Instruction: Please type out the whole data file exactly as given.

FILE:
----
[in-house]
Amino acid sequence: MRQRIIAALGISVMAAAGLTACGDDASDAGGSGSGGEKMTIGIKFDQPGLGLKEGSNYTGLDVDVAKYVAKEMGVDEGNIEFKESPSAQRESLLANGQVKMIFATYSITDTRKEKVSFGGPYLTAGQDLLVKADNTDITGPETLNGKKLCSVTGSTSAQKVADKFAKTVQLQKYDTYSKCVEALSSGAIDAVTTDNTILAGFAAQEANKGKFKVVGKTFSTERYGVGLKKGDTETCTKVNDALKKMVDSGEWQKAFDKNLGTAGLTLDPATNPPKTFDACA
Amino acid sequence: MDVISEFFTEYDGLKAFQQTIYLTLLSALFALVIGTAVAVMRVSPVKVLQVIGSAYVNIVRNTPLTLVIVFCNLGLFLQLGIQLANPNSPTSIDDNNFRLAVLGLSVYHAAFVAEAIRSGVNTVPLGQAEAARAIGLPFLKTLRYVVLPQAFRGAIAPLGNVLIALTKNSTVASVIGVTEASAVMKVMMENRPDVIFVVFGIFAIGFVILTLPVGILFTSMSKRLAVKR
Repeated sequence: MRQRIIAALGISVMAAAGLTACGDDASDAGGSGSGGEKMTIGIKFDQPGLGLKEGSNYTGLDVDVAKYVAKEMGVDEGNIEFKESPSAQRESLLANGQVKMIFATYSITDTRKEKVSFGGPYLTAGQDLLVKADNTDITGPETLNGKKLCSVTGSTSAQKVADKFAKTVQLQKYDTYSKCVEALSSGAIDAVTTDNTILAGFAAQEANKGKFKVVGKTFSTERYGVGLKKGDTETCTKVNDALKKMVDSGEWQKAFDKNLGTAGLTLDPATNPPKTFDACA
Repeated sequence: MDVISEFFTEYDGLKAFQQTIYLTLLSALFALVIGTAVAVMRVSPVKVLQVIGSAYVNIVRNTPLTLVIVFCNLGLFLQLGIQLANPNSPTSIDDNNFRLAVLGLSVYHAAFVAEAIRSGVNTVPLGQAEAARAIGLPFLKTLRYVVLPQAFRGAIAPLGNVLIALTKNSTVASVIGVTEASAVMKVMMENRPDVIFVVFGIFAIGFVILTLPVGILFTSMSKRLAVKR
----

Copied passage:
[in-house]
Amino acid sequence: MRQRIIAALGISVMAAAGLTACGDDASDAGGSGSGGEKMTIGIKFDQPGLGLKEGSNYTGLDVDVAKYVAKEMGVDEGNIEFKESPSAQRESLLANGQVKMIFATYSITDTRKEKVSFGGPYLTAGQDLLVKADNTDITGPETLNGKKLCSVTGSTSAQKVADKFAKTVQLQKYDTYSKCVEALSSGAIDAVTTDNTILAGFAAQEANKGKFKVVGKTFSTERYGVGLKKGDTETCTKVNDALKKMVDSGEWQKAFDKNLGTAGLTLDPATNPPKTFDACA
Amino acid sequence: MDVISEFFTEYDGLKAFQQTIYLTLLSALFALVIGTAVAVMRVSPVKVLQVIGSAYVNIVRNTPLTLVIVFCNLGLFLQLGIQLANPNSPTSIDDNNFRLAVLGLSVYHAAFVAEAIRSGVNTVPLGQAEAARAIGLPFLKTLRYVVLPQAFRGAIAPLGNVLIALTKNSTVASVIGVTEASAVMKVMMENRPDVIFVVFGIFAIGFVILTLPVGILFTSMSKRLAVKR
Repeated sequence: MRQRIIAALGISVMAAAGLTACGDDASDAGGSGSGGEKMTIGIKFDQPGLGLKEGSNYTGLDVDVAKYVAKEMGVDEGNIEFKESPSAQRESLLANGQVKMIFATYSITDTRKEKVSFGGPYLTAGQDLLVKADNTDITGPETLNGKKLCSVTGSTSAQKVADKFAKTVQLQKYDTYSKCVEALSSGAIDAVTTDNTILAGFAAQEANKGKFKVVGKTFSTERYGVGLKKGDTETCTKVNDALKKMVDSGEWQKAFDKNLGTAGLTLDPATNPPKTFDACA
Repeated sequence: MDVISEFFTEYDGLKAFQQTIYLTLLSALFALVIGTAVAVMRVSPVKVLQVIGSAYVNIVRNTPLTLVIVFCNLGLFLQLGIQLANPNSPTSIDDNNFRLAVLGLSVYHAAFVAEAIRSGVNTVPLGQAEAARAIGLPFLKTLRYVVLPQAFRGAIAPLGNVLIALTKNSTVASVIGVTEASAVMKVMMENRPDVIFVVFGIFAIGFVILTLPVGILFTSMSKRLAVKR